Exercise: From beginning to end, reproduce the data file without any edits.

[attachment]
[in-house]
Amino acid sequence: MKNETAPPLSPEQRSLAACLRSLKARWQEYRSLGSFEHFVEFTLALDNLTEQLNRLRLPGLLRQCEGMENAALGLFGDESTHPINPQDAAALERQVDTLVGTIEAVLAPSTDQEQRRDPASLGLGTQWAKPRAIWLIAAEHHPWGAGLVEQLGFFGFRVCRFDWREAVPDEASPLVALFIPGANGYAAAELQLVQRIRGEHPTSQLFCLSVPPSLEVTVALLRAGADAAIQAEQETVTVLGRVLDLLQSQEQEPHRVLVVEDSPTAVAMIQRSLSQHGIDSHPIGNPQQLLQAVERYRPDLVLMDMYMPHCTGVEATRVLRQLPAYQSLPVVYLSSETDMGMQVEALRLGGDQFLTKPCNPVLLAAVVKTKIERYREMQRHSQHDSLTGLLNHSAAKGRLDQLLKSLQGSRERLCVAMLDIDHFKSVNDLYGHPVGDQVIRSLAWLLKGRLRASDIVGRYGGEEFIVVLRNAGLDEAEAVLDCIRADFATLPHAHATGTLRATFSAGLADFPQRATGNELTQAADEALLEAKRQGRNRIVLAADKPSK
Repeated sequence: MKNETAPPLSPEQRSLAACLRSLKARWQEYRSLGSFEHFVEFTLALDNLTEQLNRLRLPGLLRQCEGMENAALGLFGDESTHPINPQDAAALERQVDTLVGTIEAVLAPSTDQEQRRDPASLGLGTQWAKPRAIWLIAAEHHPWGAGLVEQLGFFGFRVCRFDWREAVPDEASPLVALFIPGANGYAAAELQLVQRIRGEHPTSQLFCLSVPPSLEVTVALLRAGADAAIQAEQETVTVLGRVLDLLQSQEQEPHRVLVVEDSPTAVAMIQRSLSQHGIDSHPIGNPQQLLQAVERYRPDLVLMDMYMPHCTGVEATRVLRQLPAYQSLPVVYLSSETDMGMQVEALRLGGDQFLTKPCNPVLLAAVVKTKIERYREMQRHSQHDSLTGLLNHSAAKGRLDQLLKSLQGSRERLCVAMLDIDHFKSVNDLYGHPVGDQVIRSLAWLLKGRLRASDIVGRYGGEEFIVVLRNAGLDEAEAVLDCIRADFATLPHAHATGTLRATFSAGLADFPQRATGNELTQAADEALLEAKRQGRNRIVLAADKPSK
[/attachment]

[in-house]
Amino acid sequence: MKNETAPPLSPEQRSLAACLRSLKARWQEYRSLGSFEHFVEFTLALDNLTEQLNRLRLPGLLRQCEGMENAALGLFGDESTHPINPQDAAALERQVDTLVGTIEAVLAPSTDQEQRRDPASLGLGTQWAKPRAIWLIAAEHHPWGAGLVEQLGFFGFRVCRFDWREAVPDEASPLVALFIPGANGYAAAELQLVQRIRGEHPTSQLFCLSVPPSLEVTVALLRAGADAAIQAEQETVTVLGRVLDLLQSQEQEPHRVLVVEDSPTAVAMIQRSLSQHGIDSHPIGNPQQLLQAVERYRPDLVLMDMYMPHCTGVEATRVLRQLPAYQSLPVVYLSSETDMGMQVEALRLGGDQFLTKPCNPVLLAAVVKTKIERYREMQRHSQHDSLTGLLNHSAAKGRLDQLLKSLQGSRERLCVAMLDIDHFKSVNDLYGHPVGDQVIRSLAWLLKGRLRASDIVGRYGGEEFIVVLRNAGLDEAEAVLDCIRADFATLPHAHATGTLRATFSAGLADFPQRATGNELTQAADEALLEAKRQGRNRIVLAADKPSK
Repeated sequence: MKNETAPPLSPEQRSLAACLRSLKARWQEYRSLGSFEHFVEFTLALDNLTEQLNRLRLPGLLRQCEGMENAALGLFGDESTHPINPQDAAALERQVDTLVGTIEAVLAPSTDQEQRRDPASLGLGTQWAKPRAIWLIAAEHHPWGAGLVEQLGFFGFRVCRFDWREAVPDEASPLVALFIPGANGYAAAELQLVQRIRGEHPTSQLFCLSVPPSLEVTVALLRAGADAAIQAEQETVTVLGRVLDLLQSQEQEPHRVLVVEDSPTAVAMIQRSLSQHGIDSHPIGNPQQLLQAVERYRPDLVLMDMYMPHCTGVEATRVLRQLPAYQSLPVVYLSSETDMGMQVEALRLGGDQFLTKPCNPVLLAAVVKTKIERYREMQRHSQHDSLTGLLNHSAAKGRLDQLLKSLQGSRERLCVAMLDIDHFKSVNDLYGHPVGDQVIRSLAWLLKGRLRASDIVGRYGGEEFIVVLRNAGLDEAEAVLDCIRADFATLPHAHATGTLRATFSAGLADFPQRATGNELTQAADEALLEAKRQGRNRIVLAADKPSK